Comments

caramel_betty wrote:
Tuesday, 2 June 2009 at 11:43 am (UTC)
Of course, for every revert that they made, there was a change that an anti-Scientologist made to cause it, neither are remotely helpful,

I'm not sure how you've made that leap of logic.

If someone is adding a more rounded point of view to an article - linking to critical articles/news reports etc., removing enthusiastic gushing - that's helpful because it's what Wikipedia wants. If someone removes that sort of material, it's unhelpful. Nor can I see that every item that will have been reverted will have been written by a rabid, frothing anti-Scientologist intent on completely eradicating every trace of the pro-Scientology side of any article.
rmarsden wrote:
Tuesday, 2 June 2009 at 11:50 am (UTC)
Absolutely. But Scientology is the kind of issue that will inevitably attract edits from people wound up into fury about the idea of "The Space Opera" and intent on demolishing it. I'm ashamed to say that I haven't had the patience to explore in depth the to-and-fro of editing of Scientology articles, lest I get wound up into fury myself.
percyprune wrote:
Tuesday, 2 June 2009 at 11:59 am (UTC)
I'd be cautious of assigning equal weight to the pro- and anti-'s in this case. Yes, it's easy to declare 'a pox on both their houses', but that's just lazy journalism. We see too much 'he said, she said' reporting these days with not enough analysis as to why one argument is stronger than another. Presumably because the latter takes some time and effort.

Not all arguments have equal weight, and in this case the anti-'s are likely to have more evidence and perspective on their side than the pro's.
rmarsden wrote:
Tuesday, 2 June 2009 at 12:46 pm (UTC)
Um. I'm not talking about the myriad reasons why Scientology is nonsense because it's not a discussion I'm remotely interested in having. That's not laziness. I'm just more interested in Wikip's role in mediating edit wars, the resources it takes up, whether them getting involved is censorship, and whether they should let us use their site as a forum for discussion.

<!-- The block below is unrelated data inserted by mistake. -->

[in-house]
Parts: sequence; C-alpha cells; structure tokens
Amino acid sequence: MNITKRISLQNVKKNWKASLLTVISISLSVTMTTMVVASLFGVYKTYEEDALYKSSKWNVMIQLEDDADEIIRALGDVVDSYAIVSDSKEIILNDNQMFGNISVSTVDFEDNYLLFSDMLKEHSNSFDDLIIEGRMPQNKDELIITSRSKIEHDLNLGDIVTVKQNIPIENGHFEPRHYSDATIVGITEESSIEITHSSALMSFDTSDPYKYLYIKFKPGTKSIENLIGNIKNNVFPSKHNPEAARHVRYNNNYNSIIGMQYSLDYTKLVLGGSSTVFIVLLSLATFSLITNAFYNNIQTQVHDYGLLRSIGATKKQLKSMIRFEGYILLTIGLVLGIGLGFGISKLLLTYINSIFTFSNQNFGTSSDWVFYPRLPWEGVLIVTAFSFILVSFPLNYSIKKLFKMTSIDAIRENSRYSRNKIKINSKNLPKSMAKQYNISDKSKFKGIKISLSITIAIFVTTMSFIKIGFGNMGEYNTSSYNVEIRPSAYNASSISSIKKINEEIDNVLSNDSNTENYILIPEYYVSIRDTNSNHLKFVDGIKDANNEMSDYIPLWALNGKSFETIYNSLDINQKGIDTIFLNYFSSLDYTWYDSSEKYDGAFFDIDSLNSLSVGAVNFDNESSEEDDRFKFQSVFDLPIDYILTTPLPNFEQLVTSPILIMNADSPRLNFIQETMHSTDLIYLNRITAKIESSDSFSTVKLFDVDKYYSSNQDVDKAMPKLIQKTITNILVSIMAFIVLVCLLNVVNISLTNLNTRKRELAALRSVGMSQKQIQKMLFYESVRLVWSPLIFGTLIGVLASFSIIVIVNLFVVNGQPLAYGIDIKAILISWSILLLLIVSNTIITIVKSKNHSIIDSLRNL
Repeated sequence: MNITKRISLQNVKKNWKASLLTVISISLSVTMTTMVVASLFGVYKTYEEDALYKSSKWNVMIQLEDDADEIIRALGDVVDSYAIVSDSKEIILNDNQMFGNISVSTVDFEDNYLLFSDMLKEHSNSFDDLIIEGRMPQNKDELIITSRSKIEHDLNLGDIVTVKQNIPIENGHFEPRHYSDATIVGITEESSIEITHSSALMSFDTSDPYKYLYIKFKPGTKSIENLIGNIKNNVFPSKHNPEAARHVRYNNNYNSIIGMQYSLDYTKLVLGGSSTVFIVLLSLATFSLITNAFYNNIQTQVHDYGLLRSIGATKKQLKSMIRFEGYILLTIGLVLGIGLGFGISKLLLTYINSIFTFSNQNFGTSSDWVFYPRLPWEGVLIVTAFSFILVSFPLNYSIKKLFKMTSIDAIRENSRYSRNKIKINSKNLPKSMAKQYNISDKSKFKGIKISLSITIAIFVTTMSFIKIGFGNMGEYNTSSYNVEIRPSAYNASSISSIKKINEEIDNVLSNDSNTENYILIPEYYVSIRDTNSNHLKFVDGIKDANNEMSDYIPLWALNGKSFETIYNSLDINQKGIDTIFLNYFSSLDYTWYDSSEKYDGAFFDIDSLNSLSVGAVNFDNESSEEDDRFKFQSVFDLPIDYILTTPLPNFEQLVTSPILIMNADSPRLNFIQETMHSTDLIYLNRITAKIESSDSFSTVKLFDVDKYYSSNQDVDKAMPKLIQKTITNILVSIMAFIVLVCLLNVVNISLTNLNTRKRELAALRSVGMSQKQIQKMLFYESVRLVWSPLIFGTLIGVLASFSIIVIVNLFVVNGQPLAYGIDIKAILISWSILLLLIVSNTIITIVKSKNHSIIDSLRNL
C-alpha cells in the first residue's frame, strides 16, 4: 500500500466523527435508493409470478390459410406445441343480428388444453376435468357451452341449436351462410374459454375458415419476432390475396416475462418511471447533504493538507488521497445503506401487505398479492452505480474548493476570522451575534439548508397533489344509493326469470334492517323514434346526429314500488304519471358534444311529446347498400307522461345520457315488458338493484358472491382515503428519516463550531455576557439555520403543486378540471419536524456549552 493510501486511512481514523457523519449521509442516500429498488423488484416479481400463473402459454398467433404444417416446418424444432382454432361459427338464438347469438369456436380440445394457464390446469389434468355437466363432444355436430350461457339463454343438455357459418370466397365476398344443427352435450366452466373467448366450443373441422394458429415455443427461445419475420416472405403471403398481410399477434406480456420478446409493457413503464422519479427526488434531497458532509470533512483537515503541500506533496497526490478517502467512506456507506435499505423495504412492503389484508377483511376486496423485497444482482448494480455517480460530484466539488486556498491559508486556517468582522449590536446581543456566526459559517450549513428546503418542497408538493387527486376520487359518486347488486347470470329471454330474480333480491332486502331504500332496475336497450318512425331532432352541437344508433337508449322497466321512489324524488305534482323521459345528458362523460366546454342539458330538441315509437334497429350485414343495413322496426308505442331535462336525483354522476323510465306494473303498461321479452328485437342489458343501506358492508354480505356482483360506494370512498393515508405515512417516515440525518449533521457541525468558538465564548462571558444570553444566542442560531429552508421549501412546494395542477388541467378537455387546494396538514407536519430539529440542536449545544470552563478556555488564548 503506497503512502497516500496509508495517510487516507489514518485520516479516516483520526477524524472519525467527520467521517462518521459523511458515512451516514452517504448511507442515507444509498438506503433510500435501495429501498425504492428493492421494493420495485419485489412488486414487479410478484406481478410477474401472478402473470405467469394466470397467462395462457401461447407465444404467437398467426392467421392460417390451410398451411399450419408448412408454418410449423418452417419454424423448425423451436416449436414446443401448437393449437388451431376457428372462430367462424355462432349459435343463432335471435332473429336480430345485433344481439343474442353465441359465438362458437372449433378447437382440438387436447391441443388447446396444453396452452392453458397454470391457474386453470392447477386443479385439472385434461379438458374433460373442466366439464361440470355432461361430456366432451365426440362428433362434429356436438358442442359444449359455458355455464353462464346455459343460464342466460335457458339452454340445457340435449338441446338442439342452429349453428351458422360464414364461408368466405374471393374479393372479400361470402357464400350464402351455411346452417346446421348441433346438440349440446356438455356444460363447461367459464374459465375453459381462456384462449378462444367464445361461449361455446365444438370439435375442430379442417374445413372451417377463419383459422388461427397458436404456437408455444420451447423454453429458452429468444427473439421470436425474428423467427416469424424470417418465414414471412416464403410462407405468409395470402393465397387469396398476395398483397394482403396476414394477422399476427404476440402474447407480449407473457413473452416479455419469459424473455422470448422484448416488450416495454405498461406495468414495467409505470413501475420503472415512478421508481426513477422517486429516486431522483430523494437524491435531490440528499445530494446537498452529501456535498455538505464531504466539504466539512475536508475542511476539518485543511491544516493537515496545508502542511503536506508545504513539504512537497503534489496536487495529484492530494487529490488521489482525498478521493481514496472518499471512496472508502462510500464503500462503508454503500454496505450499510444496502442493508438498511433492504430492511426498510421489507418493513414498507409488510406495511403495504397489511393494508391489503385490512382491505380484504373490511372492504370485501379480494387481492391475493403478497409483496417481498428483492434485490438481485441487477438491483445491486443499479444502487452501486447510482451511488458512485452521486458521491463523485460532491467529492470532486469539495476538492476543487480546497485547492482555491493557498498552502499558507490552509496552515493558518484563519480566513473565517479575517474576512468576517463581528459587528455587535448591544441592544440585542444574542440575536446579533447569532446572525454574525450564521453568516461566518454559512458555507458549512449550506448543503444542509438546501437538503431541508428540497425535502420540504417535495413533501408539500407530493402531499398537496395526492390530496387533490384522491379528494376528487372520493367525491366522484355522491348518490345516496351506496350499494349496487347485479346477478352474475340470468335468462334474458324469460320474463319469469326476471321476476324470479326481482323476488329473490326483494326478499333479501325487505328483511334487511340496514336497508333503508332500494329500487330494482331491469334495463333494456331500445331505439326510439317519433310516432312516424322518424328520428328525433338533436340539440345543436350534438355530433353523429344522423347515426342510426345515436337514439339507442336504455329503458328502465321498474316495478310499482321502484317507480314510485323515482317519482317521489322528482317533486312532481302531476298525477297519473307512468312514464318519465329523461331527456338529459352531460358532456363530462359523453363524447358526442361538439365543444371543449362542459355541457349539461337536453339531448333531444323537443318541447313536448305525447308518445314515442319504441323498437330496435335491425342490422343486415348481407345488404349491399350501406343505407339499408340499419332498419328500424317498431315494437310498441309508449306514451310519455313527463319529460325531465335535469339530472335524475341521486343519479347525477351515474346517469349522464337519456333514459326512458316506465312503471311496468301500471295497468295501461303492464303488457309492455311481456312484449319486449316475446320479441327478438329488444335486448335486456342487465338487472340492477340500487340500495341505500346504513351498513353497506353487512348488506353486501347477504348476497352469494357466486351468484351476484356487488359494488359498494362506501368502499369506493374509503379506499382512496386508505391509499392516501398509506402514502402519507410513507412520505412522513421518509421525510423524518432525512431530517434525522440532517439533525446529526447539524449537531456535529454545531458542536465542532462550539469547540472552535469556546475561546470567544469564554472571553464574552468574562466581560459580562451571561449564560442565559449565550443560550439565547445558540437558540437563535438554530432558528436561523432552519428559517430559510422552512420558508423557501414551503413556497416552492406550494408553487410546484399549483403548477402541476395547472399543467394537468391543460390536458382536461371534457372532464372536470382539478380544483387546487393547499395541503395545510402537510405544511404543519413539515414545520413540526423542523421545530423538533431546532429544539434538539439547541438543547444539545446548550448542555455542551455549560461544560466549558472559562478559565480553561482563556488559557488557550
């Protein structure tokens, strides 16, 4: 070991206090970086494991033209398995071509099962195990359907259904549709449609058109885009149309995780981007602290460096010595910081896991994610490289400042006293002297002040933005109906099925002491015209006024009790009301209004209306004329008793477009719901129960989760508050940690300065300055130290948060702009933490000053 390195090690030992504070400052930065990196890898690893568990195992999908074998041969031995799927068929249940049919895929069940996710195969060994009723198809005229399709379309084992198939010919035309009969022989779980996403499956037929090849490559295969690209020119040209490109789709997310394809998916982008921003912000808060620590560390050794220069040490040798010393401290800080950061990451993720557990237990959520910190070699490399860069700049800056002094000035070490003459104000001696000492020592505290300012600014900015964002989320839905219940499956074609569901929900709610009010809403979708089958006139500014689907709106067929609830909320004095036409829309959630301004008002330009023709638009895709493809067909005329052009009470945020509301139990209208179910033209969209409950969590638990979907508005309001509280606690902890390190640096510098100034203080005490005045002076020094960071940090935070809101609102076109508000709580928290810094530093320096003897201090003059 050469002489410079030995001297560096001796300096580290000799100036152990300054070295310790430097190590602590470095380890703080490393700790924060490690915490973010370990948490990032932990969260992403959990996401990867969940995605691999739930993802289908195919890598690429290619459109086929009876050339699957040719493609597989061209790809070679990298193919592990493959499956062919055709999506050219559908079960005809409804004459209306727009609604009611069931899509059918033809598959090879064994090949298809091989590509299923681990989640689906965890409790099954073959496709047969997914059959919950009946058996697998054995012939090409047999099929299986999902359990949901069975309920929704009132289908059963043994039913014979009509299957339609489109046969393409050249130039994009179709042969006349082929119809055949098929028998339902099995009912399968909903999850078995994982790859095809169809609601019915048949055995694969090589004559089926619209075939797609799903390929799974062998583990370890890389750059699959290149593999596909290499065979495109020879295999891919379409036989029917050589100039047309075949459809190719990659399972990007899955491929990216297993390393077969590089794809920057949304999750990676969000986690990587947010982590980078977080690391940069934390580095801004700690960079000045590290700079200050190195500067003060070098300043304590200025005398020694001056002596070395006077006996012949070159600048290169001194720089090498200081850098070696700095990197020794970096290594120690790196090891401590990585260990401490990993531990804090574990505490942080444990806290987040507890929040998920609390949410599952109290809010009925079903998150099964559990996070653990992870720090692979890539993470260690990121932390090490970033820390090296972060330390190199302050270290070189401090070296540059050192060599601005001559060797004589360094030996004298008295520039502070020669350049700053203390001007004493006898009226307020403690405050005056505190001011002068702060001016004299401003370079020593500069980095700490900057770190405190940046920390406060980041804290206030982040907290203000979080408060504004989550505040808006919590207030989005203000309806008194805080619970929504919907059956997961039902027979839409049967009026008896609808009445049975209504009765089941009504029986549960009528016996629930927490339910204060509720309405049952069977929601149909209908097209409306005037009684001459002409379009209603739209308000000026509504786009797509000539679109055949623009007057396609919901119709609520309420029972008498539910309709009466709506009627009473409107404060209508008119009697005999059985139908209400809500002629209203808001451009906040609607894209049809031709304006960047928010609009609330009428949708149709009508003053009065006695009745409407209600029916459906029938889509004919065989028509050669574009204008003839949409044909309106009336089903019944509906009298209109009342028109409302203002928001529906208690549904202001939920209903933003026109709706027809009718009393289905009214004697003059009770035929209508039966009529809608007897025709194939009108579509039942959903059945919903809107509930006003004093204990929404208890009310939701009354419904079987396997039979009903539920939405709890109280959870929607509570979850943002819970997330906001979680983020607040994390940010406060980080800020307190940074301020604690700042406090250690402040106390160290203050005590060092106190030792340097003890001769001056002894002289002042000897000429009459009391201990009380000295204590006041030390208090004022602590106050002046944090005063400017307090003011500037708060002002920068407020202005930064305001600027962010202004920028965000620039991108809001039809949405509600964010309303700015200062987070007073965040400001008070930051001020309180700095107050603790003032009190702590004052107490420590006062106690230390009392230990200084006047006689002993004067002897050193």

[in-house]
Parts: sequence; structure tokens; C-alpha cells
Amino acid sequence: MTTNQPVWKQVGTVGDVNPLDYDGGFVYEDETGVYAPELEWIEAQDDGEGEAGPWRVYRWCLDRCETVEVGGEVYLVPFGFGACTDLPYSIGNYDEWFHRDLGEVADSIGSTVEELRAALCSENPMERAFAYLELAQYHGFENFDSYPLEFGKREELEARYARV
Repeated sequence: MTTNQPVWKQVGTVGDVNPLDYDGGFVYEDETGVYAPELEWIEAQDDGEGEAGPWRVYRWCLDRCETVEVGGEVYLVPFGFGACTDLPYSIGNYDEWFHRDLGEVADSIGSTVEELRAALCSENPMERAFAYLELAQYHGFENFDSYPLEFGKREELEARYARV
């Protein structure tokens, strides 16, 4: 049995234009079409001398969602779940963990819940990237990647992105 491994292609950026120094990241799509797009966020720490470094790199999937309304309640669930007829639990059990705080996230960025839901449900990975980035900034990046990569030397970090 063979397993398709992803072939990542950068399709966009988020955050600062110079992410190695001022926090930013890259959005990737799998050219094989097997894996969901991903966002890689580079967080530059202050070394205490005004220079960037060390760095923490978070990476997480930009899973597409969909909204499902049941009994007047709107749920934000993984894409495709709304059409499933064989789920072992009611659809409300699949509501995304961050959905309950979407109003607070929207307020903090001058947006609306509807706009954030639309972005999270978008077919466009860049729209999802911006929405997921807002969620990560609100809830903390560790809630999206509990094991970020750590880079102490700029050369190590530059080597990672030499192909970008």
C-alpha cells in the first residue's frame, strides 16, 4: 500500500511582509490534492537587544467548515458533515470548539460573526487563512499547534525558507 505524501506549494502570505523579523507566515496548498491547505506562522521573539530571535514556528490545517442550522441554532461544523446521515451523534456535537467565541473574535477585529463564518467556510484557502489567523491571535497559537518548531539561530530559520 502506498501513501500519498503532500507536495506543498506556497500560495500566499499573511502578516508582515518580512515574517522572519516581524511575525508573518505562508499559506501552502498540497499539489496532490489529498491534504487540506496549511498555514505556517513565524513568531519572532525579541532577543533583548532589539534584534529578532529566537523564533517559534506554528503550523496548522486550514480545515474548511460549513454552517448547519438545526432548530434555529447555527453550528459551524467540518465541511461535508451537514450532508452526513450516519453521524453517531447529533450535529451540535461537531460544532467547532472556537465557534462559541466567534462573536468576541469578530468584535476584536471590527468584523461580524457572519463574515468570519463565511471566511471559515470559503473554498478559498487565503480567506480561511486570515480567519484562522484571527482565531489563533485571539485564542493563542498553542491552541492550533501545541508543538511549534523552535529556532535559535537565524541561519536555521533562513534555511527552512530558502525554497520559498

rmarsden wrote:
Tuesday, 2 June 2009 at 12:50 pm (UTC)
NB According to a commenter on Caitlin Fitzsimmons' post on The Guardian site today (can't link, or indeed check its veracity, cos I'm standing on a road in Mile End) Wikipedia also cracked down on anti-Scientology edits.)
mcgazz wrote:
Tuesday, 2 June 2009 at 05:22 pm (UTC)
[applauds]

This is true of many things, and you're on the money as regards lazy, "balanced" journalism (although, in the case of the BBC, it's fear more than anything else).
Why not?
ronyromaniello wrote:
Tuesday, 2 June 2009 at 08:53 pm (UTC)
Wikipedia folks, fear not. You've done well! Give them no leeway.

Signing in
justinbrodie wrote:
Wednesday, 3 June 2009 at 02:04 pm (UTC)
Rhodri,

Surely the thing that makes Wikipedia so easy to abuse is the fact that anyone can make changes anonymously. If you had to register to make changes, giving a valid email address, it would make you think twice about what you did on the site. As long as the site was still free to access to look at, and there was no charge to register, the spirit of it would be unchanged.

I once reversed a piece of vandalism on Wikipedia on the page of one of the opinion writers in the Independent after he had written a particularly controversial piece. Whilst I disagreed with his views, it did not warrant such vandalism!